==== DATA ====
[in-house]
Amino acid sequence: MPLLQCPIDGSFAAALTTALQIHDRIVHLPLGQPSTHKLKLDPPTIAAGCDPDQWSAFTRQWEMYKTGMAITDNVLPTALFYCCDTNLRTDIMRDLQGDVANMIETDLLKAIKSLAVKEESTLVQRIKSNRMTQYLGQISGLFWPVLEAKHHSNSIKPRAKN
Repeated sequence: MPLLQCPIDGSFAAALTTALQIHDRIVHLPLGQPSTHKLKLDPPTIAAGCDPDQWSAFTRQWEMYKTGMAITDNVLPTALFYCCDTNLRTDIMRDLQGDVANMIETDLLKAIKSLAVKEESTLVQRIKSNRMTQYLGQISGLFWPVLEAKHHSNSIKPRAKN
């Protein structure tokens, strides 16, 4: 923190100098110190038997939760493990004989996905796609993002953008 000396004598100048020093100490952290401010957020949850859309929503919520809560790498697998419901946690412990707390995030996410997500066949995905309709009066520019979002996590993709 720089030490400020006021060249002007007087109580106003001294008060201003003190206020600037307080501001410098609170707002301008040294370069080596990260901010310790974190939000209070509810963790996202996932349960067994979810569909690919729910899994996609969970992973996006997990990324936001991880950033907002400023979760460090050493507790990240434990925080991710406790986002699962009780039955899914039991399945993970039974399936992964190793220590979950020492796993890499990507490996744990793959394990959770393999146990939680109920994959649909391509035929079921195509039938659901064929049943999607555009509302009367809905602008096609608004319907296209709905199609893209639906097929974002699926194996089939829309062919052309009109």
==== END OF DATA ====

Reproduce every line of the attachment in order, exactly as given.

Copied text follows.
[in-house]
Amino acid sequence: MPLLQCPIDGSFAAALTTALQIHDRIVHLPLGQPSTHKLKLDPPTIAAGCDPDQWSAFTRQWEMYKTGMAITDNVLPTALFYCCDTNLRTDIMRDLQGDVANMIETDLLKAIKSLAVKEESTLVQRIKSNRMTQYLGQISGLFWPVLEAKHHSNSIKPRAKN
Repeated sequence: MPLLQCPIDGSFAAALTTALQIHDRIVHLPLGQPSTHKLKLDPPTIAAGCDPDQWSAFTRQWEMYKTGMAITDNVLPTALFYCCDTNLRTDIMRDLQGDVANMIETDLLKAIKSLAVKEESTLVQRIKSNRMTQYLGQISGLFWPVLEAKHHSNSIKPRAKN
């Protein structure tokens, strides 16, 4: 923190100098110190038997939760493990004989996905796609993002953008 000396004598100048020093100490952290401010957020949850859309929503919520809560790498697998419901946690412990707390995030996410997500066949995905309709009066520019979002996590993709 720089030490400020006021060249002007007087109580106003001294008060201003003190206020600037307080501001410098609170707002301008040294370069080596990260901010310790974190939000209070509810963790996202996932349960067994979810569909690919729910899994996609969970992973996006997990990324936001991880950033907002400023979760460090050493507790990240434990925080991710406790986002699962009780039955899914039991399945993970039974399936992964190793220590979950020492796993890499990507490996744990793959394990959770393999146990939680109920994959649909391509035929079921195509039938659901064929049943999607555009509302009367809905602008096609608004319907296209709905199609893209639906097929974002699926194996089939829309062919052309009109």